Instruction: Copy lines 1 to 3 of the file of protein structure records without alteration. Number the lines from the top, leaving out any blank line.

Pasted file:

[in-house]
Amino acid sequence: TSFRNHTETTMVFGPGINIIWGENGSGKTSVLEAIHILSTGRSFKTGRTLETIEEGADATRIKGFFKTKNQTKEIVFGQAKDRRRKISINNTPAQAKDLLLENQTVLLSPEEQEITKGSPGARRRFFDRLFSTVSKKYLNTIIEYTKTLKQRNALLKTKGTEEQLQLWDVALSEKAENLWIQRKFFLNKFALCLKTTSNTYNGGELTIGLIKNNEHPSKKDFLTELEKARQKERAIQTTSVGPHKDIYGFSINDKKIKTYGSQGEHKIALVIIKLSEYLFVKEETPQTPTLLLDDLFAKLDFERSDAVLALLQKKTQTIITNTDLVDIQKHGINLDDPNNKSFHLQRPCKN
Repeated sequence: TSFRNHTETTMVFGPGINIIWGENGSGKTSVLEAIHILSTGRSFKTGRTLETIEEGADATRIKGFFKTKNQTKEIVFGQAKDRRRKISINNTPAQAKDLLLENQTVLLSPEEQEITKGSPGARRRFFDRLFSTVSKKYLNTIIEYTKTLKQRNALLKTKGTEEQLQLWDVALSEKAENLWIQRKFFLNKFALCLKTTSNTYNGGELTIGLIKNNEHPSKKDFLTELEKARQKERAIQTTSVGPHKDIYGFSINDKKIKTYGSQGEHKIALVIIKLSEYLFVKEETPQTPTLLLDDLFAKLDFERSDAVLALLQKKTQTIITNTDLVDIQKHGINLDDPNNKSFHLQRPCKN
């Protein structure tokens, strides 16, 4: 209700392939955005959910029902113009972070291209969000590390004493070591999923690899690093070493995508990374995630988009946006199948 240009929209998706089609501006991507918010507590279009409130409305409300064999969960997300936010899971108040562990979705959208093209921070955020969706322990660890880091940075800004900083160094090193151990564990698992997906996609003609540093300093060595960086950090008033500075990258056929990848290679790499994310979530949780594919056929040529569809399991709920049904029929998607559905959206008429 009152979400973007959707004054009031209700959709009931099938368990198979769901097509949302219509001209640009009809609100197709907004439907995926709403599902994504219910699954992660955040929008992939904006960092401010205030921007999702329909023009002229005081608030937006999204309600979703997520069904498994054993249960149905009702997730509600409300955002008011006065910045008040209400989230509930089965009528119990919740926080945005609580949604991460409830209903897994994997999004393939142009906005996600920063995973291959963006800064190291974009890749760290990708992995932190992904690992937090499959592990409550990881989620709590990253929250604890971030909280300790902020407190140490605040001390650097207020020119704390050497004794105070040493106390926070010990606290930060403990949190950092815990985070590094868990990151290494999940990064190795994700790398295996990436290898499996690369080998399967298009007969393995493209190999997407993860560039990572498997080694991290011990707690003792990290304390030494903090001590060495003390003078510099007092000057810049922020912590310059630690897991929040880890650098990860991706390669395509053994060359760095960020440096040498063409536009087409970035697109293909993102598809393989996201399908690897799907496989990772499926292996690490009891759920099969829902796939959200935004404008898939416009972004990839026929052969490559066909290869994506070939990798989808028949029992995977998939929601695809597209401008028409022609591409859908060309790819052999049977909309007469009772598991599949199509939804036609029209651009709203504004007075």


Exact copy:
[in-house]
Amino acid sequence: TSFRNHTETTMVFGPGINIIWGENGSGKTSVLEAIHILSTGRSFKTGRTLETIEEGADATRIKGFFKTKNQTKEIVFGQAKDRRRKISINNTPAQAKDLLLENQTVLLSPEEQEITKGSPGARRRFFDRLFSTVSKKYLNTIIEYTKTLKQRNALLKTKGTEEQLQLWDVALSEKAENLWIQRKFFLNKFALCLKTTSNTYNGGELTIGLIKNNEHPSKKDFLTELEKARQKERAIQTTSVGPHKDIYGFSINDKKIKTYGSQGEHKIALVIIKLSEYLFVKEETPQTPTLLLDDLFAKLDFERSDAVLALLQKKTQTIITNTDLVDIQKHGINLDDPNNKSFHLQRPCKN
Repeated sequence: TSFRNHTETTMVFGPGINIIWGENGSGKTSVLEAIHILSTGRSFKTGRTLETIEEGADATRIKGFFKTKNQTKEIVFGQAKDRRRKISINNTPAQAKDLLLENQTVLLSPEEQEITKGSPGARRRFFDRLFSTVSKKYLNTIIEYTKTLKQRNALLKTKGTEEQLQLWDVALSEKAENLWIQRKFFLNKFALCLKTTSNTYNGGELTIGLIKNNEHPSKKDFLTELEKARQKERAIQTTSVGPHKDIYGFSINDKKIKTYGSQGEHKIALVIIKLSEYLFVKEETPQTPTLLLDDLFAKLDFERSDAVLALLQKKTQTIITNTDLVDIQKHGINLDDPNNKSFHLQRPCKN